I’m sure most every scientist in almost any discipline feels that her or his particular knowledge quest is “the most important”. Admittedly, there are some branches of science that are more applied than others – I have yet to be convinced, for example, that string theory has an immediate human application, whereas medical science certainly does provide answers to useful questions regarding human health. But the passion for one’s own particular science discipline likely engenders a sort of tunnel vision about its intrinsic importance.
So it comes down to how one defines ‘important’. I’m not advocating in any way that application or practicality should be the only yardstick to ascertain importance. I think superficially impractical, ‘blue-skies’ theoretical endeavours are essential precursors to all so-called applied sciences. I’ll even go so far as to say that there is fundamentally no such thing as a completely unapplied science discipline or question. As I’ve said many times before, ‘science’ is a brick wall of evidence, where individual studies increase the strength of the wall to a point where we can call it a ‘theory’. Occasionally a study comes along and smashes the wall (paradigm shift), at which point we begin to build a new one.
Back to my provocative title. A long-standing joke among science disciplines is the smugness with which practitioners of the traditionally ‘hard’ science disciplines (maths, physics and chemistry) view their ‘soft’ scientist contemporaries (life scientists). Being a life scientist (biologist/ecologist), this might sound like sour grapes, but I’m well past any naïve inferiority complexes inferred by this patently incorrect categorisation. Perhaps once there might have been an element of truth to that hierarchical arrangement, but certainly no more. Biology has become a truly ‘hard’ science in the sense that it’s all about the maths underlying the conclusions pertaining to biological mechanisms. If anything, I feel a little smug now towards physicists and chemists because we have to deal with decidedly more chaotic, unpredictable and complex systems than their relatively controlled and precise universes.
As the old saying goes: “It’s not rocket science”. I think instead that we should be saying “It isn’t ecology” when we are sarcastically referring to simple (i.e., not complex) systems.
So my title isn’t about navel-gazing smugness or an ingrained inferiority – it’s about human survival. Medical scientists have for long claimed the moral high ground here in that they directly treat individual ailments, and many have ventured into the realm of societal ‘health’. Ecology, but its very etymology, implies a more holistic view of ‘survival’, because it examines what makes populations (and species) fluctuate in time and space, and conservation ecology views this more from the perspective of what makes populations (and species) persist or go extinct.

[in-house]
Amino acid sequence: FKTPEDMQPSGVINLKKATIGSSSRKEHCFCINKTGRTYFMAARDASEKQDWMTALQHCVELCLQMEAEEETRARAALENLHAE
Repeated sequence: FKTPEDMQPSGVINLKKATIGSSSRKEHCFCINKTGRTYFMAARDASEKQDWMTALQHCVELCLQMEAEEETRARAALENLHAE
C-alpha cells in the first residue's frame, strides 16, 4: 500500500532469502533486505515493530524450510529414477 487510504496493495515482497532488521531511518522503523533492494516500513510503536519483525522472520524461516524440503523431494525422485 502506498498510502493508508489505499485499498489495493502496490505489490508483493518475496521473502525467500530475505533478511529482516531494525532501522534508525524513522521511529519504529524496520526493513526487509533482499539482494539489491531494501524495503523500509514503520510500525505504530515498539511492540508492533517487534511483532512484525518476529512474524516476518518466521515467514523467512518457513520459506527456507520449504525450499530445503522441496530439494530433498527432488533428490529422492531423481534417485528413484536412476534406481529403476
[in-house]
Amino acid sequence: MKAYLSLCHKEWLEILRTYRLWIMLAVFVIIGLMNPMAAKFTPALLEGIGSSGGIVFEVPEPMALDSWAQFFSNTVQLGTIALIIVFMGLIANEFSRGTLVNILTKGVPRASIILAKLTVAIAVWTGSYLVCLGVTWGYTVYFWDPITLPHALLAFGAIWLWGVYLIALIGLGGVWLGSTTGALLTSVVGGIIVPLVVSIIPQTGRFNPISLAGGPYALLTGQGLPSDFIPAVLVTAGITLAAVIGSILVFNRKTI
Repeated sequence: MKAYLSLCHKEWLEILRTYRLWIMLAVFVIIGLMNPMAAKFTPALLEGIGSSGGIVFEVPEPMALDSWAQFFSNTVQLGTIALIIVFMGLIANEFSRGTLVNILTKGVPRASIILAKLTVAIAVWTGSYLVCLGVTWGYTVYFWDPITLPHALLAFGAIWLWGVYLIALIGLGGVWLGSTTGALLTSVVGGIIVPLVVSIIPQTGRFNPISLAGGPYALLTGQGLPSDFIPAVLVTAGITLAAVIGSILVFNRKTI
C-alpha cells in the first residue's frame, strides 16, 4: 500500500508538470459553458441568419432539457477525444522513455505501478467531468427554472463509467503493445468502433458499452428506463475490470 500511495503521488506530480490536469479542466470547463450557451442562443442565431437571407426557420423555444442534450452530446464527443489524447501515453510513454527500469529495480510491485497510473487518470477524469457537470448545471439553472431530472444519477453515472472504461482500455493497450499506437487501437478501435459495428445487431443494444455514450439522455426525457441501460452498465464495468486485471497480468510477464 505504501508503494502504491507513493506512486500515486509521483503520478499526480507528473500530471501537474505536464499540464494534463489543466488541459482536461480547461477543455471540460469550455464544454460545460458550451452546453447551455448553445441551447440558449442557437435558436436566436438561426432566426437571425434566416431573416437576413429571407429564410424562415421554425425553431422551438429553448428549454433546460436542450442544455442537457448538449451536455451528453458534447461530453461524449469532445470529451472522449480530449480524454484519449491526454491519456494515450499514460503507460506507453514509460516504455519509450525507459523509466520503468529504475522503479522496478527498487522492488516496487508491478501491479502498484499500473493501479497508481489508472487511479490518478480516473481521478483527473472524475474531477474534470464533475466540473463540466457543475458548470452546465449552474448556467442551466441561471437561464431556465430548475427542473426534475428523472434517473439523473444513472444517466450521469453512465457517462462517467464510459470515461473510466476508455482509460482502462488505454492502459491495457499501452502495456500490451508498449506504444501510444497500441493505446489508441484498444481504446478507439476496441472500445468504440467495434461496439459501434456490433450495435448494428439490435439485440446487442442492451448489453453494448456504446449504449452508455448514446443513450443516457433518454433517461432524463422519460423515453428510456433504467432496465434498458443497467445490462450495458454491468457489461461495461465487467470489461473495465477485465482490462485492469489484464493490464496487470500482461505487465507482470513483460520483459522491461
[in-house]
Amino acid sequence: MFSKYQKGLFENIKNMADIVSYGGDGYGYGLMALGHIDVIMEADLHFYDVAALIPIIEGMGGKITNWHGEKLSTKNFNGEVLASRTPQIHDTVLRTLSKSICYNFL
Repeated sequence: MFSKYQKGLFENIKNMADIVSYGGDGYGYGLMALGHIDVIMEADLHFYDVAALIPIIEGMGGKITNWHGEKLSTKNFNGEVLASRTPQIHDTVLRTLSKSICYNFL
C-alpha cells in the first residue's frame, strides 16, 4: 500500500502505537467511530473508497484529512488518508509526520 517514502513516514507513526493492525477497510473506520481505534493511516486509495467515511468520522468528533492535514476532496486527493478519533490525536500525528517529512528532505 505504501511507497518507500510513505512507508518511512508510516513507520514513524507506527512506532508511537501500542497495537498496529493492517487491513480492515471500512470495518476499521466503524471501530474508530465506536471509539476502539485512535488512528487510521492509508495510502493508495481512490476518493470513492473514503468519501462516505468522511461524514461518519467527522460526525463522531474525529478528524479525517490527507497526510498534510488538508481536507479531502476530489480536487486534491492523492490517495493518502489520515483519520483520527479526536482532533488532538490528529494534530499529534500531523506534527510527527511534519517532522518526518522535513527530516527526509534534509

Of course, Homo sapiens is just another species and so falls under the umbrella of ecology on the macro scale, insofar as our ‘success’ is intrinsically a function of the success of other species. As I emphasise repeatedly in this blog and in my research in general, our health, wealth and general well being are so tightly correlated with the intactness of the ecosystems in which we are embedded that we ignore them at our peril. The air we breathe, the water we drink, the food we eat and the money we make are all a function of ecosystem health.
As our addled life-support system (spaceship Earth) is stressed further and further by our insatiable lust for resources, exacerbated by a continually rising population (7 billion and growing), quantifying these links is become more essential each day. More importantly, finding ways to reverse the damage is an implicit component of ecology. So I argue quite strongly that ecology is now possibly one of the most ‘important’ science disciplines because it is the only scientific line of inquiry that deals with these planetary-wide problems for humanity. Of course, agriculture, economics and energy provision are inter alia part of this equation, so healthy doses of multi- and transdisciplinarity are essential additions to the ecological toolbox.